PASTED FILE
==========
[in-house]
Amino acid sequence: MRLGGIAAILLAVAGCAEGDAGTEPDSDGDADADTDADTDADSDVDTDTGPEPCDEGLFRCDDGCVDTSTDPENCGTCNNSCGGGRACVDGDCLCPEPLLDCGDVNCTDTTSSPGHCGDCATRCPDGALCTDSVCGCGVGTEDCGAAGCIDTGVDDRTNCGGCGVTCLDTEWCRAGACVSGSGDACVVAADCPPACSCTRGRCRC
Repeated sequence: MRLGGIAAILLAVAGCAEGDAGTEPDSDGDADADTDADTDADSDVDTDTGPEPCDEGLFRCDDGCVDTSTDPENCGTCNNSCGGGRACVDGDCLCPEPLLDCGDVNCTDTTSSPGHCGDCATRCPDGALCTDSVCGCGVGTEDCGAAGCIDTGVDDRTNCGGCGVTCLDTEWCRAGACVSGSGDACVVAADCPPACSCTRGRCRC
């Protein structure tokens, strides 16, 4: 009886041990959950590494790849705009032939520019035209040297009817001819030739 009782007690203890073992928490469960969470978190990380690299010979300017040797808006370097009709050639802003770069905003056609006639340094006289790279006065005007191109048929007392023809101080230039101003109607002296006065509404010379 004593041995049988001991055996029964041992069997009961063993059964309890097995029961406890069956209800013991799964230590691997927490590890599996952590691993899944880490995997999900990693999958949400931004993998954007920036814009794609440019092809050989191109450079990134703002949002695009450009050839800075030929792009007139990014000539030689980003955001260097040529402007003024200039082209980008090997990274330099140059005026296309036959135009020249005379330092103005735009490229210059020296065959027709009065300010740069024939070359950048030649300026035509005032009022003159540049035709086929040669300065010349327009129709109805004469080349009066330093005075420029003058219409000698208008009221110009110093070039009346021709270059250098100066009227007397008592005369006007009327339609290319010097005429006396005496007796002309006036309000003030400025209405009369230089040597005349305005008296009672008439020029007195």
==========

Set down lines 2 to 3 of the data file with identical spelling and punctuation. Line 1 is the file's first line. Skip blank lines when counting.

Amino acid sequence: MRLGGIAAILLAVAGCAEGDAGTEPDSDGDADADTDADTDADSDVDTDTGPEPCDEGLFRCDDGCVDTSTDPENCGTCNNSCGGGRACVDGDCLCPEPLLDCGDVNCTDTTSSPGHCGDCATRCPDGALCTDSVCGCGVGTEDCGAAGCIDTGVDDRTNCGGCGVTCLDTEWCRAGACVSGSGDACVVAADCPPACSCTRGRCRC
Repeated sequence: MRLGGIAAILLAVAGCAEGDAGTEPDSDGDADADTDADTDADSDVDTDTGPEPCDEGLFRCDDGCVDTSTDPENCGTCNNSCGGGRACVDGDCLCPEPLLDCGDVNCTDTTSSPGHCGDCATRCPDGALCTDSVCGCGVGTEDCGAAGCIDTGVDDRTNCGGCGVTCLDTEWCRAGACVSGSGDACVVAADCPPACSCTRGRCRC